The Song of the Dodo) describes the fascinating past, tenuous present and bleak future "/>

MONSTER OF GOD: The Man-Eating Predator in the Jungles of History and the Mind

David Quammen, Author . Norton $25.95 (384p) ISBN 978-0-393-05140-7

With equal parts lucid travel narrative and scholarly rumination, Quammen (The Song of the Dodo) describes the fascinating past, tenuous present and bleak future of four supremely adapted predators who are finding themselves increasingly out of place in the modern world. The animals—Indian lions, Australian crocodiles, Russian brown bears and Siberian tigers—share more in common than alpha roles in their respective environments and dwindling prospects for maintaining them; they are, as the book pointedly notes, man-eaters, animals that can and do feed on human flesh. Quammen admits that the term may seem antiquated, but, he writes, "there's just no precise and gender-neutral alternative that says the same thing with the same degree of terse, atavistic punch." He looks at the animals both up close and from an intellectual distance, examining them in their threatened enclaves in the wild and pondering what these killers have meant to us in our religion and art from the pages of the Bible and Beowulf to Norse sagas and African poetry. His writing is sharp and vital, whether depicting his guide's chance childhood encounter with a lion cub or the heat of a rollicking crocodile hunt in a soupy river. Equally resonant are his arguments for why these particular animals excite such fear and fascination in us, and how we will suffer in terms practical and profound if they are eliminated completely from their habitats and confined to zoos and human memory. The crisp reportorial immediacy and sobering analysis make for a book that is as powerful and frightening as the animals it chronicles. (Aug.)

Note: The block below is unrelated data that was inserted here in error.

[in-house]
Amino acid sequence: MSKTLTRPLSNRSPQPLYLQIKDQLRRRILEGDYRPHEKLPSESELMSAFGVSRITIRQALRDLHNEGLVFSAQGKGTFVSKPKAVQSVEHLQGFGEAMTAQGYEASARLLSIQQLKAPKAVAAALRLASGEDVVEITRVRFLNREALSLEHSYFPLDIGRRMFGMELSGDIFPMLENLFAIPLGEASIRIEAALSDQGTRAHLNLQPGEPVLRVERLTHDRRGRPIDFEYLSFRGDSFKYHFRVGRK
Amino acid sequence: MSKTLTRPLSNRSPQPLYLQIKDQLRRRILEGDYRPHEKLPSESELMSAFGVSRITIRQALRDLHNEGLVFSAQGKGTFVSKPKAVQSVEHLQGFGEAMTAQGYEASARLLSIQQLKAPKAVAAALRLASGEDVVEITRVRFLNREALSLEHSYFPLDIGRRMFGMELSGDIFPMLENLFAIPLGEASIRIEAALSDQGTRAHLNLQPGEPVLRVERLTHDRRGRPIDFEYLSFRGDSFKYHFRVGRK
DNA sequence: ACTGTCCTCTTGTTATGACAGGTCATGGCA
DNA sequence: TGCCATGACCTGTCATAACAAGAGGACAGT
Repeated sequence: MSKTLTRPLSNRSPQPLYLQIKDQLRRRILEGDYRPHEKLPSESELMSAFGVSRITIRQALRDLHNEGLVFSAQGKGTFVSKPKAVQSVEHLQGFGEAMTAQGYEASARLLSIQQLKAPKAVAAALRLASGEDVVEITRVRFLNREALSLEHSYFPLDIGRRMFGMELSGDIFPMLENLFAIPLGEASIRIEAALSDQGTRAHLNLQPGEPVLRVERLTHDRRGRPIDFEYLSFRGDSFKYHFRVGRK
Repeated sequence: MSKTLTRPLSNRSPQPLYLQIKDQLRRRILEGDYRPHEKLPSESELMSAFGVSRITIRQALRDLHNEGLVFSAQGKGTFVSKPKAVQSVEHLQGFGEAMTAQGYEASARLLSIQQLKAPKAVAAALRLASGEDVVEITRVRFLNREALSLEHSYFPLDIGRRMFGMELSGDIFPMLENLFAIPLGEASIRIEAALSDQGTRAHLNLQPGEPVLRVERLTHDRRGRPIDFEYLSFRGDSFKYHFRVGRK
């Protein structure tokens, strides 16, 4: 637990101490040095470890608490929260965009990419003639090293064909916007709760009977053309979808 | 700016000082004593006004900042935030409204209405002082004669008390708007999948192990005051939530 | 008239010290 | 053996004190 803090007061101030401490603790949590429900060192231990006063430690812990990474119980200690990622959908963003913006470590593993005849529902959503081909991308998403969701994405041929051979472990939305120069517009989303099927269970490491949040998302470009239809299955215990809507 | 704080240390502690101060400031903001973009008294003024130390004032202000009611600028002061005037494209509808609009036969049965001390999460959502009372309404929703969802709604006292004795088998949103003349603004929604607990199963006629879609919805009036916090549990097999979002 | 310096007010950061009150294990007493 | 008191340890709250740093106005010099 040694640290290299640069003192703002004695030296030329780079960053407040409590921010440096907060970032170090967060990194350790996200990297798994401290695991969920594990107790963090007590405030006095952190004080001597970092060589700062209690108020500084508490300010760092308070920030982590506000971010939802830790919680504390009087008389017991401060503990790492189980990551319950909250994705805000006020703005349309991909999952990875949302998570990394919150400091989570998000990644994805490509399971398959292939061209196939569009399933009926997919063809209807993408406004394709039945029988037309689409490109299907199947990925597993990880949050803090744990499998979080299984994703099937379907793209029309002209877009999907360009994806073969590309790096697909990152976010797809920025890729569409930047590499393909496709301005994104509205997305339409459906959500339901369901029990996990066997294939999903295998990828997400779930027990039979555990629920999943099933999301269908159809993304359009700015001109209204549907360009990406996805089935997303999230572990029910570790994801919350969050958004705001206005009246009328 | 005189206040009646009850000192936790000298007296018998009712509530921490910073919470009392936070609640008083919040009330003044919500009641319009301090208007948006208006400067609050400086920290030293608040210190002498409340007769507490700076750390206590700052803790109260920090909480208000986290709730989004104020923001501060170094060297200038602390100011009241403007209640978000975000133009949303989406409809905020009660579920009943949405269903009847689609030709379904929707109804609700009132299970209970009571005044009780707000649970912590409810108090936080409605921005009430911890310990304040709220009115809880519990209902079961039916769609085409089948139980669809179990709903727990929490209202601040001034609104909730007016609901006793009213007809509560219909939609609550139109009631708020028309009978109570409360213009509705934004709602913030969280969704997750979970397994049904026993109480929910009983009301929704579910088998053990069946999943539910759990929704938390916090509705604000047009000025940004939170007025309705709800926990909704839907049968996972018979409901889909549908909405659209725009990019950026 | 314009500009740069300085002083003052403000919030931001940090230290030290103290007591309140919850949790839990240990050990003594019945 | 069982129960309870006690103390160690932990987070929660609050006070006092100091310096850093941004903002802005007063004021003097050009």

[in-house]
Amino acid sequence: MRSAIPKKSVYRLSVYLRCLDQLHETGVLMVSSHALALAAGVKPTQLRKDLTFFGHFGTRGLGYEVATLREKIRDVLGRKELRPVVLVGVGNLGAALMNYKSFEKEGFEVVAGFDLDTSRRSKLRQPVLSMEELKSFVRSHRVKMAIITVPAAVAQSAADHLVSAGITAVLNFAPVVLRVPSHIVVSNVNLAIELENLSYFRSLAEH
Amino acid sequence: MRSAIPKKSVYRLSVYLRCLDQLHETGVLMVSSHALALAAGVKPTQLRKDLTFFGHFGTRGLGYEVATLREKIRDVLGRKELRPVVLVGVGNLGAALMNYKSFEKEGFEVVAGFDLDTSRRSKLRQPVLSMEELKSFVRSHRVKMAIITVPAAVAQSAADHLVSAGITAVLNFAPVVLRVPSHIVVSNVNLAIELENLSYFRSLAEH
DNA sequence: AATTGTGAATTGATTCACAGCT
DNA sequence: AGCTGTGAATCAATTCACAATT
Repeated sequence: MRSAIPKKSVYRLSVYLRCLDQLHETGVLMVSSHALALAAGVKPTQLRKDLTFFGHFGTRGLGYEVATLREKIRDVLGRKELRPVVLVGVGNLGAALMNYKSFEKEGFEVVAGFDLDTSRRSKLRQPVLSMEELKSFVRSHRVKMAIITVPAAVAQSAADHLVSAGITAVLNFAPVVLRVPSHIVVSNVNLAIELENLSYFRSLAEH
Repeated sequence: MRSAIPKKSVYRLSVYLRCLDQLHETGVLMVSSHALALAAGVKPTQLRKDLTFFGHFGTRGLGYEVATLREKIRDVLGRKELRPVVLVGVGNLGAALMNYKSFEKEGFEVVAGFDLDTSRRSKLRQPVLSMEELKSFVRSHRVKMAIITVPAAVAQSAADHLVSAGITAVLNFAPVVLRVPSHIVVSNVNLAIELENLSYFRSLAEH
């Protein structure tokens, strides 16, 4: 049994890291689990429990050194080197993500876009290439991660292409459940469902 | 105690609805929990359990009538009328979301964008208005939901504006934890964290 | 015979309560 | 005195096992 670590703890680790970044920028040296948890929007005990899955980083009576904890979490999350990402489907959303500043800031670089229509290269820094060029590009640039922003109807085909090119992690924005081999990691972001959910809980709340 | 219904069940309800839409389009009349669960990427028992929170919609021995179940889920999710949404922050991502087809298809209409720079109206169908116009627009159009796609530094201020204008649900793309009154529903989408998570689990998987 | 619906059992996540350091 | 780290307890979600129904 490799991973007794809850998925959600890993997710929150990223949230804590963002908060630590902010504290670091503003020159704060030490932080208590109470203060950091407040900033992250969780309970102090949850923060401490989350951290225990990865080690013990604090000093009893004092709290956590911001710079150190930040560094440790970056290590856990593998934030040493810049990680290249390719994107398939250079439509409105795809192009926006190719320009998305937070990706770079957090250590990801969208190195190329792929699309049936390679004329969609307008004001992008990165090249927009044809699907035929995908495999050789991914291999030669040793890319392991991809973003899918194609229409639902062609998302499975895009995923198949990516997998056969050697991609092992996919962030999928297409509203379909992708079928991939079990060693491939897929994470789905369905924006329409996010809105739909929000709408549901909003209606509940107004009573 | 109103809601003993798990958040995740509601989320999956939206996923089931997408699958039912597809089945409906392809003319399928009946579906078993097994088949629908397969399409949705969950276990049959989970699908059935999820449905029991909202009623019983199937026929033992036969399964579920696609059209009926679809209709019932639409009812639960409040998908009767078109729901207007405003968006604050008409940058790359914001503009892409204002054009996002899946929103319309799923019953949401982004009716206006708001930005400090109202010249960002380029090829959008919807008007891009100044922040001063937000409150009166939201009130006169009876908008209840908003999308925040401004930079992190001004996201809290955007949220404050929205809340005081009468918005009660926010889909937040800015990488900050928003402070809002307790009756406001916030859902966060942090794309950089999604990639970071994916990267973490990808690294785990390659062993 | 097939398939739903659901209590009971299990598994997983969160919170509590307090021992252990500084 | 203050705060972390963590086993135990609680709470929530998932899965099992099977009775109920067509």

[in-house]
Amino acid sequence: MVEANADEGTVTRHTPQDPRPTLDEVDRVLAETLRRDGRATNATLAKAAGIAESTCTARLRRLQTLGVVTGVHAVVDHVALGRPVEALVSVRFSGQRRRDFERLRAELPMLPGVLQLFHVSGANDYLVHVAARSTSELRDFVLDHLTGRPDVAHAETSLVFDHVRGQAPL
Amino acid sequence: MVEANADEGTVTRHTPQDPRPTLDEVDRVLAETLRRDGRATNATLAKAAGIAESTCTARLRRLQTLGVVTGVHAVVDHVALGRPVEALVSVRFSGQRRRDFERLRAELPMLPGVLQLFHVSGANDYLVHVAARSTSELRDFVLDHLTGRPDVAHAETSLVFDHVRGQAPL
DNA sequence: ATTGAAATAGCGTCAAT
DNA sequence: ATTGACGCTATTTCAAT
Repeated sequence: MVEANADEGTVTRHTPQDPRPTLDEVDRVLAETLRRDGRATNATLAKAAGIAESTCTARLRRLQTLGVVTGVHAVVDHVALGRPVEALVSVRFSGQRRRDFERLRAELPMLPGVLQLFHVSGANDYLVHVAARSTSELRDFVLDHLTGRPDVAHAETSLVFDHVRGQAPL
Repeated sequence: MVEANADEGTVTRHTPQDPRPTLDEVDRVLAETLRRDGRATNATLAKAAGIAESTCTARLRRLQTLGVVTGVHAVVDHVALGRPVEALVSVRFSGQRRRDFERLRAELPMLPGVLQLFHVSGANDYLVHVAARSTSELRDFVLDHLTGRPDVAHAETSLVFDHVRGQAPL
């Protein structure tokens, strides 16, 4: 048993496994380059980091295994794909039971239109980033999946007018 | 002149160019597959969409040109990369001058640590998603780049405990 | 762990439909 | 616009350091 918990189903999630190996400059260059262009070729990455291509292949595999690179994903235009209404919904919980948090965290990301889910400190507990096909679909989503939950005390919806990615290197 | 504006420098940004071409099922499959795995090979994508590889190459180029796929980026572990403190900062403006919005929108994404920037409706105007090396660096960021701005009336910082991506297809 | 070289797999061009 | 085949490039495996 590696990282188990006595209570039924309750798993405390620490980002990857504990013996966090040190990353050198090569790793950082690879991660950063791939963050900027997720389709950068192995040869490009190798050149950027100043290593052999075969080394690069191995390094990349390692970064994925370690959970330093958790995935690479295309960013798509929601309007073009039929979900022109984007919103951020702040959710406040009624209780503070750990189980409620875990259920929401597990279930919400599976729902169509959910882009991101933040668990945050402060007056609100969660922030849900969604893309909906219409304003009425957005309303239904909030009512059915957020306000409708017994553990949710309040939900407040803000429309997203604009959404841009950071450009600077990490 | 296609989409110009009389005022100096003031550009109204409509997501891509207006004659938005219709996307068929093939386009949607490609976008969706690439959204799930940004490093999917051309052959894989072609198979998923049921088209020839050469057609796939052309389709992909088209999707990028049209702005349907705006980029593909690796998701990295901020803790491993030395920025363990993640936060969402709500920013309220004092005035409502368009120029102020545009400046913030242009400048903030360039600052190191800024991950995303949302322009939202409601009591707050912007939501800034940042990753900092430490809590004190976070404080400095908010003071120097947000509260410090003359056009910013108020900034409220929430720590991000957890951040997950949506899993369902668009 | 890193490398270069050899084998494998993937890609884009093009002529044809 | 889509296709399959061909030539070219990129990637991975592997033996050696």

Reviewed on: 06/23/2003
Release date: 09/01/2003
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